November 23rd, 2021
I am so excited for Thanksgiving! Not only is it one of my favorite holidays, but I will be traveling to see family. I have not seen this side of the family since Thanksgiving 2019! I love Thanksgiving because it truly is time to spend with family. There is no pressure of getting gifts, just gather, eat great food, and watch football. At least, this is how my family celebrates Thanksgiving.
As we wrap up our discussion on diabetes, I thought it would be helpful to give you a few hints to successfully navigate your Thanksgiving meals. Since I enjoy food, especially the comfort style, often high-carb and high-fat variety offered at my family’s holiday gatherings, I have to form a mental game plan to avoid a food coma caused from overeating and the dreaded lethargic drive home due to a carb overload. This may sound crazy to some, but I have goals I am striving for and want to set myself up for success, even during the holidays.
My first recommendation is to take your time eating. Visit with family/friends and drink water in between bites. Give your body time to get the “full message” to your brain. Another suggestion is to graze on the vegetables from the veggie tray. If you get in 1 or 2 servings of vegetables before you sit down to eat, you will eat less because your stomach will already be partially full. My last recommendation is to move. Whether it is going for a walk, skating or playing games outside (weather permitting), adding movement will help fight off sleepiness and get your blood moving. My favorite suggestion is to go back for seconds. You may be saying wait a minute Lacey, I thought you were trying to avoid overeating. Let me clarify, do not fill your plate completely on your first trip. Try scooping half the size serving you would normally put on your plate. If you are still hungry, go back for seconds, again only getting half the normal serving. This also allows more time for your body to send the “full message” to get to your brain.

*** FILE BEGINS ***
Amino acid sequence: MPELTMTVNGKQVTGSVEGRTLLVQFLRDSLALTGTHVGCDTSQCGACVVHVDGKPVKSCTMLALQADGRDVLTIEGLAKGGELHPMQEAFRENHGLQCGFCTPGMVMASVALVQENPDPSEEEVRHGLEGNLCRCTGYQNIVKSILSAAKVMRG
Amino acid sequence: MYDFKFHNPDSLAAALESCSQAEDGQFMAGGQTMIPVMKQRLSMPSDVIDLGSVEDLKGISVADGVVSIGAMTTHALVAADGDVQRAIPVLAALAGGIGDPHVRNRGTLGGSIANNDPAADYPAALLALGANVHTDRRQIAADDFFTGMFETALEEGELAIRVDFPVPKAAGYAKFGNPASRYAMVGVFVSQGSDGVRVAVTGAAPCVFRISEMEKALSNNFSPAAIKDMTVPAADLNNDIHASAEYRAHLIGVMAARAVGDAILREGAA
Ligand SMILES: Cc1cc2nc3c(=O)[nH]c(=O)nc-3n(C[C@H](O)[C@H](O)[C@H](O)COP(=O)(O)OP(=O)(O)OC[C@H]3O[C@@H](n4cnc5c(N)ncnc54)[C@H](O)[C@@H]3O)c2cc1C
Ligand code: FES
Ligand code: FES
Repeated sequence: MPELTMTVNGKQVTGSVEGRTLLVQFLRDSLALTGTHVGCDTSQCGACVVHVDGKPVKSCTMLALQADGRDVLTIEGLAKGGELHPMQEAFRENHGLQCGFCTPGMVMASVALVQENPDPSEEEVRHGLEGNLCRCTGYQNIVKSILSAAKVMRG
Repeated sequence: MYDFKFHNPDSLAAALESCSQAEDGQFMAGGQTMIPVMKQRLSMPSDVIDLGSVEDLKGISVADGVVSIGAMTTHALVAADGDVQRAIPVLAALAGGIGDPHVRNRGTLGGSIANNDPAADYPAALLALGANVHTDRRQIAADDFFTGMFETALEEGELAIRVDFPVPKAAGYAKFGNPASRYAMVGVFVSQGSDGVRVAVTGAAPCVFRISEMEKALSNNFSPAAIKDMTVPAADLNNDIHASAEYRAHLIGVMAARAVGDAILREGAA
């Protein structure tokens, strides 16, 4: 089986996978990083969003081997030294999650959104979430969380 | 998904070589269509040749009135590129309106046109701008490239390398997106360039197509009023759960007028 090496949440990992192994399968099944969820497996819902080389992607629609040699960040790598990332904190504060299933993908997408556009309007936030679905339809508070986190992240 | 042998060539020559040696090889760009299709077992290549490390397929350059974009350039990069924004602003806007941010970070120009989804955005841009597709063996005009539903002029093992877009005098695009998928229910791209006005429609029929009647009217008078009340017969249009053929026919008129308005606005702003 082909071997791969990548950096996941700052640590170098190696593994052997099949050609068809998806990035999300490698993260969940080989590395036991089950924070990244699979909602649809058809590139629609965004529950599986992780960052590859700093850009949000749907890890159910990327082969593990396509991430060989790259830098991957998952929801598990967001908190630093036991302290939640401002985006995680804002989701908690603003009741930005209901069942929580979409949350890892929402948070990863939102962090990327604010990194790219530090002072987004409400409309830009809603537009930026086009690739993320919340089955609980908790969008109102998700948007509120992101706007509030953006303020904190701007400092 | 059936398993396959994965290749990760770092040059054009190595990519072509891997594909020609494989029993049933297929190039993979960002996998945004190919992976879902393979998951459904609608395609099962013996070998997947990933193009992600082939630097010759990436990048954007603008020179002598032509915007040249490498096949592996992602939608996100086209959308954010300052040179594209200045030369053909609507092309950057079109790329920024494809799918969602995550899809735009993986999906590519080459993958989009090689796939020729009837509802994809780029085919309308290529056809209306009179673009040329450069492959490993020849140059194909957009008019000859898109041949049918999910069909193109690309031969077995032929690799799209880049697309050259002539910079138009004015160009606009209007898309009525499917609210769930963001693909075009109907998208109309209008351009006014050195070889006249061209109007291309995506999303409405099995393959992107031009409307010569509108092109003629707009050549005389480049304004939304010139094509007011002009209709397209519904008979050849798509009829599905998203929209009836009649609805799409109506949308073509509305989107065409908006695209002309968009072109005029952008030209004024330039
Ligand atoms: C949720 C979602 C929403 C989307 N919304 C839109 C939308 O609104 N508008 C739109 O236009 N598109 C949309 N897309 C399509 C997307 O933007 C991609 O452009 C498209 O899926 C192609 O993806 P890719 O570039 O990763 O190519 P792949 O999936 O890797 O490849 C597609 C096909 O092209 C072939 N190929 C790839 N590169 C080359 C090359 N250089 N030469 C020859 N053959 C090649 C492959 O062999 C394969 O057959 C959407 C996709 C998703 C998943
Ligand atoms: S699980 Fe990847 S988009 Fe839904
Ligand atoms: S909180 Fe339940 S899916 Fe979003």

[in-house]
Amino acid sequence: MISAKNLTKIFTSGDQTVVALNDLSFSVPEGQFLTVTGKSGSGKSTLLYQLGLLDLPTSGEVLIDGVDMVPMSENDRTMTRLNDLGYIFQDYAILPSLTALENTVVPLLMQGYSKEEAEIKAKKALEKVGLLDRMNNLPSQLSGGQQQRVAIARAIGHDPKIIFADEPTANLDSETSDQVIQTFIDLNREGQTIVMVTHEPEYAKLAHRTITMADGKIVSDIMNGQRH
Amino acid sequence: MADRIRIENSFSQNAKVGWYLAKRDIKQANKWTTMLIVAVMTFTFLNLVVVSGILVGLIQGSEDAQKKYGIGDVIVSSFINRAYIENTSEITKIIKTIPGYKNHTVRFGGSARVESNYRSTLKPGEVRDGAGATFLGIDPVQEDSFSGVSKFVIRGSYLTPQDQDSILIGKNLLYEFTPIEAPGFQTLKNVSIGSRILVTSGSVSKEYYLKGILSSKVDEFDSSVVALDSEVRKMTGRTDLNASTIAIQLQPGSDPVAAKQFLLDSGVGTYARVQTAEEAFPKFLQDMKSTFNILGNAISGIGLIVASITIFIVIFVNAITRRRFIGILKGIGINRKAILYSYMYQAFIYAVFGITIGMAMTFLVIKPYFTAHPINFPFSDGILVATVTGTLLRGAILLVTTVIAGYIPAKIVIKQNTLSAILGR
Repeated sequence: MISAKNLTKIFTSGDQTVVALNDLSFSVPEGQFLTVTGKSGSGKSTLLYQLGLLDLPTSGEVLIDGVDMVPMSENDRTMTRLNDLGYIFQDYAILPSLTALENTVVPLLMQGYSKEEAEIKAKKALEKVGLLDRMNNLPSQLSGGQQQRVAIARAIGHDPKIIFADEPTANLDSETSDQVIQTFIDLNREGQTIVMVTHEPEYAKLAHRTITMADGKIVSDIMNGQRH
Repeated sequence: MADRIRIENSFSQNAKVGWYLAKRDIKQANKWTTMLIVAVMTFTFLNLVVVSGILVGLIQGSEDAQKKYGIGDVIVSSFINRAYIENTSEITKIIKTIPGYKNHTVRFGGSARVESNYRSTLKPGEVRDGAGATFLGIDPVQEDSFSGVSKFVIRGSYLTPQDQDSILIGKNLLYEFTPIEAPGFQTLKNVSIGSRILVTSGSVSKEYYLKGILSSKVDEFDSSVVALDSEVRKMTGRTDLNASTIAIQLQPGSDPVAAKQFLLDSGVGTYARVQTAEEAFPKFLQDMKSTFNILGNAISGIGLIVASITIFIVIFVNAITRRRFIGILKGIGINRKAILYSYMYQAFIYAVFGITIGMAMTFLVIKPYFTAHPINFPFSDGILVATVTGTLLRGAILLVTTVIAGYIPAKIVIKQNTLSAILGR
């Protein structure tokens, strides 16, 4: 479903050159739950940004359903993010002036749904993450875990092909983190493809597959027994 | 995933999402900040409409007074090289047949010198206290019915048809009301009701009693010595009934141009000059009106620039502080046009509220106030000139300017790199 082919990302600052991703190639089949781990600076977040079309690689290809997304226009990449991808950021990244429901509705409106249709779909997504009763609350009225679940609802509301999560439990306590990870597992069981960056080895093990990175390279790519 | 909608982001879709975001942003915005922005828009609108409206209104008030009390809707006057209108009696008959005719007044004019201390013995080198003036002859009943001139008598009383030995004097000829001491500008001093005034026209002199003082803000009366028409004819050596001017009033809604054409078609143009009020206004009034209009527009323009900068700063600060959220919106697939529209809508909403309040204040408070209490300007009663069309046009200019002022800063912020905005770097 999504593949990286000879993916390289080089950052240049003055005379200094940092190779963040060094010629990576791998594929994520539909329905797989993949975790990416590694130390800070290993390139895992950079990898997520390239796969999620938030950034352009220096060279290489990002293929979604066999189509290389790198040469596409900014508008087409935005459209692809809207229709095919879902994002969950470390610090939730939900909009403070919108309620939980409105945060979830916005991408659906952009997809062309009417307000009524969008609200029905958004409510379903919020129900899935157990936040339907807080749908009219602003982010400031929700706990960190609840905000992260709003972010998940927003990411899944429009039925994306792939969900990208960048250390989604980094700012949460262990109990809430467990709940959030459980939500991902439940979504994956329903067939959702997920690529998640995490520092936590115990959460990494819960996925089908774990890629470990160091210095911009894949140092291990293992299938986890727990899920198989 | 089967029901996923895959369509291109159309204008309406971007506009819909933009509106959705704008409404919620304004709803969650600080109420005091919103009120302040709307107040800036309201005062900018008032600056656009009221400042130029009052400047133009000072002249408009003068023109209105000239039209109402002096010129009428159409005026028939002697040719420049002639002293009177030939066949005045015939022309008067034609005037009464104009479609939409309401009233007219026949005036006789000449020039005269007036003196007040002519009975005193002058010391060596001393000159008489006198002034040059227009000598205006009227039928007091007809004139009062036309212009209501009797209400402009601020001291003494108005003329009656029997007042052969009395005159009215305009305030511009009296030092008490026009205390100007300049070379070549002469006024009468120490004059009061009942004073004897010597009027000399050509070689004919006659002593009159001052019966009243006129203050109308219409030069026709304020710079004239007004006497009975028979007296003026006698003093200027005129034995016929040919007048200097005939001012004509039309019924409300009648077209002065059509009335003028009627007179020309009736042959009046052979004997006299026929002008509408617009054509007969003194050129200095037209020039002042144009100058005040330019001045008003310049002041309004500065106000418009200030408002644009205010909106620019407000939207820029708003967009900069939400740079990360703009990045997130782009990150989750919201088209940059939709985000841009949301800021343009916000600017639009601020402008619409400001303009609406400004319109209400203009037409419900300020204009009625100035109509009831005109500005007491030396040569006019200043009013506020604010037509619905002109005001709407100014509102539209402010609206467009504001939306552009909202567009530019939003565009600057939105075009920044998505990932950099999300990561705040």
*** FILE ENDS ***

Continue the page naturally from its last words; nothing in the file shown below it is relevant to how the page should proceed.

As far as diabetic friendly foods at Thanksgiving, www.naturalwellness.com suggests the following:
~ Stuffing filled with veggies, seeds, and meat instead of the traditional stuffing that is packed full of bread.
~ Faux mashed potatoes using cauliflower and parmesan cheese instead of potatoes.
~ Sweet potato casserole without the marshmallows.
~ Sauteed low carb vegetables, such as spinach with garlic or cabbage with onions.
~Pumpkin pie, minus the crust.
I hope you try at least a couple these tips during the holidays. Let me know how they affected your meals and how you felt after eating. Wishing you and yours a Happy Thanksgiving!
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Have a blessed week ~ Lacey